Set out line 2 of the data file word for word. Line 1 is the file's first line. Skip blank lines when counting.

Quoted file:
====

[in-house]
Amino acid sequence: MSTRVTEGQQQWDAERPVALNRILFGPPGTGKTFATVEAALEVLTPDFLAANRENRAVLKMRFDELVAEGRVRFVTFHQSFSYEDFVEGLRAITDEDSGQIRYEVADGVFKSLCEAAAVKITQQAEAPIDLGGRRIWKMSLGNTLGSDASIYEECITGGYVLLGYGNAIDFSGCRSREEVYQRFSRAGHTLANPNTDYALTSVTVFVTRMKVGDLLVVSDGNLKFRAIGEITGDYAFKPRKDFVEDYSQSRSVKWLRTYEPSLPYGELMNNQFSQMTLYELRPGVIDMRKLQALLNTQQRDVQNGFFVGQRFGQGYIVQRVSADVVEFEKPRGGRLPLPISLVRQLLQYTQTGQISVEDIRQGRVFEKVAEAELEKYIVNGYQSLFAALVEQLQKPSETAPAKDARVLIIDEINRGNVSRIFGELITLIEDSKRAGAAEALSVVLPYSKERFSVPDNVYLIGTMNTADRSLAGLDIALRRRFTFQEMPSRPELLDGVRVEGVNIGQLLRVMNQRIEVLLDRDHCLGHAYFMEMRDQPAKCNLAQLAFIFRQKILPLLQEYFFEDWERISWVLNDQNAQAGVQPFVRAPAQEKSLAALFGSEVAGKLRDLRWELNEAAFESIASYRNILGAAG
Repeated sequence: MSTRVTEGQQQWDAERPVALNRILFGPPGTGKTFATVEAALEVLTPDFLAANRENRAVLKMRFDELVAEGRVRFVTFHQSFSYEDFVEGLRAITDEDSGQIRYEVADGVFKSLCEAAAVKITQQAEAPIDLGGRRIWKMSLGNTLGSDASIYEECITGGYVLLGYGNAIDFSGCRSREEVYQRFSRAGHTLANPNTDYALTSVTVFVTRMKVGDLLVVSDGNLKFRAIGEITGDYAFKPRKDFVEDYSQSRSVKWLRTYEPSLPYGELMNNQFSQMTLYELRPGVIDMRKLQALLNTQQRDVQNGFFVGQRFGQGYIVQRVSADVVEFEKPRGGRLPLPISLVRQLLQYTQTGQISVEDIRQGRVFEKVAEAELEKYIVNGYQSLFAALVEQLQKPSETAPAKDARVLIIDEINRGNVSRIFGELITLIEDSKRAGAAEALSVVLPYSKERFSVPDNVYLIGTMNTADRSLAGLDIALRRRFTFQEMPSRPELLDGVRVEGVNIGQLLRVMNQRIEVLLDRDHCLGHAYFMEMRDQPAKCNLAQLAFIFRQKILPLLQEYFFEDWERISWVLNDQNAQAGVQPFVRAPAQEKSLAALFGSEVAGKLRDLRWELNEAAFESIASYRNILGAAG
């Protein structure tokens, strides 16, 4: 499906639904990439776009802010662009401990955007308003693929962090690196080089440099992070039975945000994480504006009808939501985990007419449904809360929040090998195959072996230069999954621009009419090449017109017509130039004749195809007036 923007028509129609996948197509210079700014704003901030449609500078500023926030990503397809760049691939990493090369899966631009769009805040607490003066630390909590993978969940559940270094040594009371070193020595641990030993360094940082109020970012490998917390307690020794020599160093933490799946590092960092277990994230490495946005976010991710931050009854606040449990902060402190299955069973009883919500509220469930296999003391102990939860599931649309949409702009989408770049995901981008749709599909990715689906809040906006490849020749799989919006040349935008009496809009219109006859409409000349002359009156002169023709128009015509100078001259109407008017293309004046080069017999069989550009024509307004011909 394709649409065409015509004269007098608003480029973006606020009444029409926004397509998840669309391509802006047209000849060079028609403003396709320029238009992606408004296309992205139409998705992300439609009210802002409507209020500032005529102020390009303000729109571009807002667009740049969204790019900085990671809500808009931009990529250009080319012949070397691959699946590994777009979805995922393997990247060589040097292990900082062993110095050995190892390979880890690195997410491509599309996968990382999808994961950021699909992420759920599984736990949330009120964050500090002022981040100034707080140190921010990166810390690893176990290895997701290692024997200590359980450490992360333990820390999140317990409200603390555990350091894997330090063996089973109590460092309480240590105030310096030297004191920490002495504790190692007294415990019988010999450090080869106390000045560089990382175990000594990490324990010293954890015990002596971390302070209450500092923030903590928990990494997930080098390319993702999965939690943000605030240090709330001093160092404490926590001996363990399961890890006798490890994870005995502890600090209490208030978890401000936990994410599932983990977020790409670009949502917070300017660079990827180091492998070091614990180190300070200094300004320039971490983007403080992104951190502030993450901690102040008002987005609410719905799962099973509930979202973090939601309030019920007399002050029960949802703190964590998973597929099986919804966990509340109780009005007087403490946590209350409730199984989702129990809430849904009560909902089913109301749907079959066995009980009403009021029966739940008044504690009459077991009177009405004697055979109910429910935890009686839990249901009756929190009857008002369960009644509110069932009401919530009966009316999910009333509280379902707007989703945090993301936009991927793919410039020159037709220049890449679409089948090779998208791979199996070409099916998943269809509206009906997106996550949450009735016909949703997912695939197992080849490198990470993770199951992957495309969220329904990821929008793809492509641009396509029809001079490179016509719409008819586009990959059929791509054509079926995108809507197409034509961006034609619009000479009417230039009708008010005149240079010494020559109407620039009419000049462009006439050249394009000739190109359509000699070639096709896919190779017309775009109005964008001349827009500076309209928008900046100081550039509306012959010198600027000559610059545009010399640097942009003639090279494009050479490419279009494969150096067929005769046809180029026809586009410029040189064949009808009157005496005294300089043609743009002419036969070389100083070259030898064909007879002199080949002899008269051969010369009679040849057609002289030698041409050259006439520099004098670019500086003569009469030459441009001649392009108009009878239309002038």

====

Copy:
Amino acid sequence: MSTRVTEGQQQWDAERPVALNRILFGPPGTGKTFATVEAALEVLTPDFLAANRENRAVLKMRFDELVAEGRVRFVTFHQSFSYEDFVEGLRAITDEDSGQIRYEVADGVFKSLCEAAAVKITQQAEAPIDLGGRRIWKMSLGNTLGSDASIYEECITGGYVLLGYGNAIDFSGCRSREEVYQRFSRAGHTLANPNTDYALTSVTVFVTRMKVGDLLVVSDGNLKFRAIGEITGDYAFKPRKDFVEDYSQSRSVKWLRTYEPSLPYGELMNNQFSQMTLYELRPGVIDMRKLQALLNTQQRDVQNGFFVGQRFGQGYIVQRVSADVVEFEKPRGGRLPLPISLVRQLLQYTQTGQISVEDIRQGRVFEKVAEAELEKYIVNGYQSLFAALVEQLQKPSETAPAKDARVLIIDEINRGNVSRIFGELITLIEDSKRAGAAEALSVVLPYSKERFSVPDNVYLIGTMNTADRSLAGLDIALRRRFTFQEMPSRPELLDGVRVEGVNIGQLLRVMNQRIEVLLDRDHCLGHAYFMEMRDQPAKCNLAQLAFIFRQKILPLLQEYFFEDWERISWVLNDQNAQAGVQPFVRAPAQEKSLAALFGSEVAGKLRDLRWELNEAAFESIASYRNILGAAG